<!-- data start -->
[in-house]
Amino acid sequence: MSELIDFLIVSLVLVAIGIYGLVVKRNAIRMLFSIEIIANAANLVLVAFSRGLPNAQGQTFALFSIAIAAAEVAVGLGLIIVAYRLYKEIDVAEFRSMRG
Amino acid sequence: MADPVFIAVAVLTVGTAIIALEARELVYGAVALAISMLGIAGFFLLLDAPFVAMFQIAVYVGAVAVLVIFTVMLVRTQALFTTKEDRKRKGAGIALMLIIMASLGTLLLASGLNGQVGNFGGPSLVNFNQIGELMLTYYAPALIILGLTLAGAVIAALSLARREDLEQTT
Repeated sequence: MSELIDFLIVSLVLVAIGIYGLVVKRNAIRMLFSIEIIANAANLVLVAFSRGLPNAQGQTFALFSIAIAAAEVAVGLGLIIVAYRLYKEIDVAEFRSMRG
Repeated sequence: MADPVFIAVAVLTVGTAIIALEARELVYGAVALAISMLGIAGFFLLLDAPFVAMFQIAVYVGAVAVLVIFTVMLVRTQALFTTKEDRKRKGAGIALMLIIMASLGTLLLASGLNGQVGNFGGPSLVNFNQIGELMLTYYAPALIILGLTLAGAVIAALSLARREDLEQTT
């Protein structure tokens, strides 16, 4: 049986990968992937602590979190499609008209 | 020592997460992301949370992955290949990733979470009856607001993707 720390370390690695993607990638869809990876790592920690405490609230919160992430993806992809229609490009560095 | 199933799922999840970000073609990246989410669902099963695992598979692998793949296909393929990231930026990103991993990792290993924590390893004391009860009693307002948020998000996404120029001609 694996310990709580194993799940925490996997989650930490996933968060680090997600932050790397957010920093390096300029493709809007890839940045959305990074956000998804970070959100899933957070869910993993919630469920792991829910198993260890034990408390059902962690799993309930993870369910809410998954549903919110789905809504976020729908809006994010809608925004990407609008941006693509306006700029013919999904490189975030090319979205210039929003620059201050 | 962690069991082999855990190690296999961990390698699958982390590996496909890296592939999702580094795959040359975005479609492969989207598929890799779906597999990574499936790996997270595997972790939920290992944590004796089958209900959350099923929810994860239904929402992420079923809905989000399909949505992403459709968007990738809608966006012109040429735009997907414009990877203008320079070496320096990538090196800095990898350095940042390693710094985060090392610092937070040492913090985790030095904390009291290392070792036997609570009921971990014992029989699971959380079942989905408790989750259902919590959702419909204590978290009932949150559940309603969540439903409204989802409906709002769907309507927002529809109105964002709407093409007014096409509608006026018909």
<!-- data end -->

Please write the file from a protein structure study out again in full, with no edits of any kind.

[in-house]
Amino acid sequence: MSELIDFLIVSLVLVAIGIYGLVVKRNAIRMLFSIEIIANAANLVLVAFSRGLPNAQGQTFALFSIAIAAAEVAVGLGLIIVAYRLYKEIDVAEFRSMRG
Amino acid sequence: MADPVFIAVAVLTVGTAIIALEARELVYGAVALAISMLGIAGFFLLLDAPFVAMFQIAVYVGAVAVLVIFTVMLVRTQALFTTKEDRKRKGAGIALMLIIMASLGTLLLASGLNGQVGNFGGPSLVNFNQIGELMLTYYAPALIILGLTLAGAVIAALSLARREDLEQTT
Repeated sequence: MSELIDFLIVSLVLVAIGIYGLVVKRNAIRMLFSIEIIANAANLVLVAFSRGLPNAQGQTFALFSIAIAAAEVAVGLGLIIVAYRLYKEIDVAEFRSMRG
Repeated sequence: MADPVFIAVAVLTVGTAIIALEARELVYGAVALAISMLGIAGFFLLLDAPFVAMFQIAVYVGAVAVLVIFTVMLVRTQALFTTKEDRKRKGAGIALMLIIMASLGTLLLASGLNGQVGNFGGPSLVNFNQIGELMLTYYAPALIILGLTLAGAVIAALSLARREDLEQTT
């Protein structure tokens, strides 16, 4: 049986990968992937602590979190499609008209 | 020592997460992301949370992955290949990733979470009856607001993707 720390370390690695993607990638869809990876790592920690405490609230919160992430993806992809229609490009560095 | 199933799922999840970000073609990246989410669902099963695992598979692998793949296909393929990231930026990103991993990792290993924590390893004391009860009693307002948020998000996404120029001609 694996310990709580194993799940925490996997989650930490996933968060680090997600932050790397957010920093390096300029493709809007890839940045959305990074956000998804970070959100899933957070869910993993919630469920792991829910198993260890034990408390059902962690799993309930993870369910809410998954549903919110789905809504976020729908809006994010809608925004990407609008941006693509306006700029013919999904490189975030090319979205210039929003620059201050 | 962690069991082999855990190690296999961990390698699958982390590996496909890296592939999702580094795959040359975005479609492969989207598929890799779906597999990574499936790996997270595997972790939920290992944590004796089958209900959350099923929810994860239904929402992420079923809905989000399909949505992403459709968007990738809608966006012109040429735009997907414009990877203008320079070496320096990538090196800095990898350095940042390693710094985060090392610092937070040492913090985790030095904390009291290392070792036997609570009921971990014992029989699971959380079942989905408790989750259902919590959702419909204590978290009932949150559940309603969540439903409204989802409906709002769907309507927002529809109105964002709407093409007014096409509608006026018909």